Muscular dystrophy is a progressive sex-linked disease affecting men more often than women that eventually leads to complete muscular collapse and most often has manifestations in organs, including heart, liver, nervous system and lungs.
First documented in the 1860s, Dr. Guillaume Duchenne gave an account of boys who grew progressively weaker, losing the ability to walk, and died at an early age. Duchenen's name was given to this type of muscular dystrophy (MD). Later it was recognized that there are many forms of MD, including Becker, limb girdle, congenital and myotonic, among others, and that MD affects women but at a lesser rate because MD is transmitted on the X chromosome, thereby qualifying it as a sex-linked disease.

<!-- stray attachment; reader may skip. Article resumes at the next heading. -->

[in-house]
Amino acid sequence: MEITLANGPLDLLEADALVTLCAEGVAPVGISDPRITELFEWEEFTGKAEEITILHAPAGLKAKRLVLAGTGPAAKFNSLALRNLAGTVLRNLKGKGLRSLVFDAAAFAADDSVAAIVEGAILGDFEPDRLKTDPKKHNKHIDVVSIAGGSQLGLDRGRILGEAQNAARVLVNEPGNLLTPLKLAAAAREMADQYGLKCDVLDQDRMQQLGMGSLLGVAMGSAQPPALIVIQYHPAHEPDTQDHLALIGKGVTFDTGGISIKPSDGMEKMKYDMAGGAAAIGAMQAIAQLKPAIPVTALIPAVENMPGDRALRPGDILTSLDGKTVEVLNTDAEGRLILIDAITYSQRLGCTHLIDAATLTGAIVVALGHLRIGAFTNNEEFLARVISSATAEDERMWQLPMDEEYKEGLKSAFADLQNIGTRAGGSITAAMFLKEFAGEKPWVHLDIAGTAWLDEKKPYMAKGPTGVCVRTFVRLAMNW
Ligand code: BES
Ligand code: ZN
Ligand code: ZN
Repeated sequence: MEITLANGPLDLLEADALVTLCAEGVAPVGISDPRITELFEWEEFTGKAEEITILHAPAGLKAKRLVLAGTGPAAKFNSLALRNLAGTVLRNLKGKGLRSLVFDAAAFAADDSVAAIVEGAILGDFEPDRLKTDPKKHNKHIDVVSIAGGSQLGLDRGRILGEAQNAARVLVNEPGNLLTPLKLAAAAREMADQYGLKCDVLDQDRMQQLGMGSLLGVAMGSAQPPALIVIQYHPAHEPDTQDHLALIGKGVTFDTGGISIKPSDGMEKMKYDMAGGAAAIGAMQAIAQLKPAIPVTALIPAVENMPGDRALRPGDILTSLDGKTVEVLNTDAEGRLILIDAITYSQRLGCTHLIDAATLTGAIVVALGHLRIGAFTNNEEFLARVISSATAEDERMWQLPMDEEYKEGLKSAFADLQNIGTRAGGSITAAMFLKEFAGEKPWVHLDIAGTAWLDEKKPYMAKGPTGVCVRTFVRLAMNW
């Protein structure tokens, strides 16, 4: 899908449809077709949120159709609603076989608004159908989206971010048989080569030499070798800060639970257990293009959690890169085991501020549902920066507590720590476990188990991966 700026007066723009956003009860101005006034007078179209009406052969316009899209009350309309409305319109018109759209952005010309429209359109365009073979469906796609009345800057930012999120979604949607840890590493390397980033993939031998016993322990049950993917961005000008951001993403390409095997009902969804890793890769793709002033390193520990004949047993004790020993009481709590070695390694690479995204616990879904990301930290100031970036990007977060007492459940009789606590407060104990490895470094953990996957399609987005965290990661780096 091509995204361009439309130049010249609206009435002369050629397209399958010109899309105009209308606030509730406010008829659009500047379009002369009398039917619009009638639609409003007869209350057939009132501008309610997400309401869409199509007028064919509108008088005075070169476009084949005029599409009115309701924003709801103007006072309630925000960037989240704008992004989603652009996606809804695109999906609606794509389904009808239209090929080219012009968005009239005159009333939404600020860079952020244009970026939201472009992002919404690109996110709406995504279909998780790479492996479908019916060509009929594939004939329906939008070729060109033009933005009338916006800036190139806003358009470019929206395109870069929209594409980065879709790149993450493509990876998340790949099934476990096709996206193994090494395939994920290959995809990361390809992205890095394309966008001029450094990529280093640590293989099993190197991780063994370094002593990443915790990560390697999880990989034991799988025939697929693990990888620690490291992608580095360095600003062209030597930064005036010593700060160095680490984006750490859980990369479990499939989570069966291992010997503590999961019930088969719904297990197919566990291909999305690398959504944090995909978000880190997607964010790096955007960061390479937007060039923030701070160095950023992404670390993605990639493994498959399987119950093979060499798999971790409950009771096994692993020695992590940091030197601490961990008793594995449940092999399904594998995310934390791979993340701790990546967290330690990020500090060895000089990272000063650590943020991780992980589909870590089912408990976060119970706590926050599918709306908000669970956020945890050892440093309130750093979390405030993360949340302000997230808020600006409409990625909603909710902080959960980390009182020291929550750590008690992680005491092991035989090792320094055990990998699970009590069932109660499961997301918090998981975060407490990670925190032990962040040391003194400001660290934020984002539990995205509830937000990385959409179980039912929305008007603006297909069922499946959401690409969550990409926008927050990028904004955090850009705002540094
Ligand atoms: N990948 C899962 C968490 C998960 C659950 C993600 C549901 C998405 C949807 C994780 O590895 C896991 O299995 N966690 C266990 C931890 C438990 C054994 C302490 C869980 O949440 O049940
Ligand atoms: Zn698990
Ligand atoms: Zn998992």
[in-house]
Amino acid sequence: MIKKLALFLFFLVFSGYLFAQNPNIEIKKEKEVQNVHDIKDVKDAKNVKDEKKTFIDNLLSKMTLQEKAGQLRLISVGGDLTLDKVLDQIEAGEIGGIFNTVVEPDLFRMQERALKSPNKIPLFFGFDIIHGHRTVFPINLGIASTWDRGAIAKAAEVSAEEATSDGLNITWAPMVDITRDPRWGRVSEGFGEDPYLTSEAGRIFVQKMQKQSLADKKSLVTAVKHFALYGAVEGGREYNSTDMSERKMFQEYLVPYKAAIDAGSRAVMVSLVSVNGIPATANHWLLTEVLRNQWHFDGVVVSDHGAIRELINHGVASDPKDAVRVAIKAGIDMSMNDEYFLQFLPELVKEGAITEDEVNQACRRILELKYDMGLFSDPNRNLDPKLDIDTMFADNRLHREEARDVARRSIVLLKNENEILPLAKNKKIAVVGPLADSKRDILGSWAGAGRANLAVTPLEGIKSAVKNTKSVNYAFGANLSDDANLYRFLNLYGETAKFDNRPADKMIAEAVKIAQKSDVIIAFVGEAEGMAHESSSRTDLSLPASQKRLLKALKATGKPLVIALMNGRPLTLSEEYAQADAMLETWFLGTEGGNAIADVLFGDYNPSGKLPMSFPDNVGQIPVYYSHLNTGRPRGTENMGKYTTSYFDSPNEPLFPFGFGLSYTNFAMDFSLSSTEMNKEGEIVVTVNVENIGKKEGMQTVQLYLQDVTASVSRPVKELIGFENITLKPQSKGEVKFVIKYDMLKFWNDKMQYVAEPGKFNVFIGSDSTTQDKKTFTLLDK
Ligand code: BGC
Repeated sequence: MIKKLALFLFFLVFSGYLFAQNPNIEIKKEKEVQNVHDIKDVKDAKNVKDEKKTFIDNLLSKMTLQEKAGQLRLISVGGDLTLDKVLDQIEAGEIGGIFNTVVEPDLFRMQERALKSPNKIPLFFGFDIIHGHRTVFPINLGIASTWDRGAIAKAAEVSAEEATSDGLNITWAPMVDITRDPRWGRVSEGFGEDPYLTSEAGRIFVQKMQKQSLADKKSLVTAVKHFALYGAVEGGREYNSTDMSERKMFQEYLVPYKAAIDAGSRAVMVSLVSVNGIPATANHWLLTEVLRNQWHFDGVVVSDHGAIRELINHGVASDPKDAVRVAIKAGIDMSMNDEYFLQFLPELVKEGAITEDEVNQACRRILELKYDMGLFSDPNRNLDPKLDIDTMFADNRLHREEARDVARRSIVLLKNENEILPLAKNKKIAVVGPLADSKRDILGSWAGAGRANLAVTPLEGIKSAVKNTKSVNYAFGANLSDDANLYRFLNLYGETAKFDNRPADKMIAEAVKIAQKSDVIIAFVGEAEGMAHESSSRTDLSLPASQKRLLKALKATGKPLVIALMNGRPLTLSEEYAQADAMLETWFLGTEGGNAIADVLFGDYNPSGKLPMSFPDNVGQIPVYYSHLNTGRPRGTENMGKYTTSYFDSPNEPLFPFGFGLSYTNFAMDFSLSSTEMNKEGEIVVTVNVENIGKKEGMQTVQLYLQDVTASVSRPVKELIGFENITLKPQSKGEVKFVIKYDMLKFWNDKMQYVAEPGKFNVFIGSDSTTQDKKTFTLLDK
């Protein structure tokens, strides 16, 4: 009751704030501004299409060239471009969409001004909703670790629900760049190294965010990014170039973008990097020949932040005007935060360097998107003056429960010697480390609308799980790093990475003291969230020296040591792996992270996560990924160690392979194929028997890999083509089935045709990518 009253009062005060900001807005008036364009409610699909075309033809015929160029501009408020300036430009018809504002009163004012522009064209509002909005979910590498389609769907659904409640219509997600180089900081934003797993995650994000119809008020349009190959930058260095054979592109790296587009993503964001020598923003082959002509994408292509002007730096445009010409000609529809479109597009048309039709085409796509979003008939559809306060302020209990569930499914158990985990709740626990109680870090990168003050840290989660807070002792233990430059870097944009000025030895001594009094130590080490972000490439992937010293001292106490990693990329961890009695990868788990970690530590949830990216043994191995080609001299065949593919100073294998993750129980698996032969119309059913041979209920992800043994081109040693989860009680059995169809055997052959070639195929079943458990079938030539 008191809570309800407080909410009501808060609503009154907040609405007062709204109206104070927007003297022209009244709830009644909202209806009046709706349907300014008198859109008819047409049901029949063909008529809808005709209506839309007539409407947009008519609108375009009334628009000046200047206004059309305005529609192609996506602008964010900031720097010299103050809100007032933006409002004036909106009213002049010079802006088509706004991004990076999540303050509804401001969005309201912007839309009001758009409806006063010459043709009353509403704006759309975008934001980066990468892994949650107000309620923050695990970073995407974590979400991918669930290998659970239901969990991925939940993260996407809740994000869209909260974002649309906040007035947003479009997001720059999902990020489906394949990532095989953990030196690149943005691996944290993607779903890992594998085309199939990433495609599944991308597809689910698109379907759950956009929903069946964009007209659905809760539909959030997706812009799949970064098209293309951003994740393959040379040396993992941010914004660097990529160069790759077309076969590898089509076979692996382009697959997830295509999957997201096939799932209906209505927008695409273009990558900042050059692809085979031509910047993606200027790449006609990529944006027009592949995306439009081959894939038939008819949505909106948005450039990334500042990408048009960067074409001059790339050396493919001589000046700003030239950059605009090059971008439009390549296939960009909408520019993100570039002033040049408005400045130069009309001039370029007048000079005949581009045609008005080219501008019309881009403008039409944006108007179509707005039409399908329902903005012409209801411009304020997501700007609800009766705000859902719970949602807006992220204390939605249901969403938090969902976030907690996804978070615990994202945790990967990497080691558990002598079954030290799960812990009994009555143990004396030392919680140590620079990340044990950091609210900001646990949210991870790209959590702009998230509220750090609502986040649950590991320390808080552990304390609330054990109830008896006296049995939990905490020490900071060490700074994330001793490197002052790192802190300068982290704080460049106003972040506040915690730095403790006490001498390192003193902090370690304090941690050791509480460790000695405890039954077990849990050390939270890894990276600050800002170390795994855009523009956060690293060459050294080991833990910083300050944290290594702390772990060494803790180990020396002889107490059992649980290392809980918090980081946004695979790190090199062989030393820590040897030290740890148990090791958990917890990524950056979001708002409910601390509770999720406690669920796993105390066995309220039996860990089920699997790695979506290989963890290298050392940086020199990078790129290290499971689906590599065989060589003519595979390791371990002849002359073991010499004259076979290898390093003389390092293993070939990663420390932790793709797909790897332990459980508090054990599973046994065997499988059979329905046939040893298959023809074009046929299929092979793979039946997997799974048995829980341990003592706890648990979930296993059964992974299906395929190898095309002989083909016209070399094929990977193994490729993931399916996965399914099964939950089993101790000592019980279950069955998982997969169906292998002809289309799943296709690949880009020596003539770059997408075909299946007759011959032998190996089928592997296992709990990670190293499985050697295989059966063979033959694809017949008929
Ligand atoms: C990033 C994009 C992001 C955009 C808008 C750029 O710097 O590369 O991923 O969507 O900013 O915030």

Transmission in women requires the mutated gene be present in both the X chromosomes, whereas transmission in men, who have only one X chromosome that is paired with one Y chromosome, requires the mutated gene be present only on the X chromosome, thereby increasing incidence of MD in men.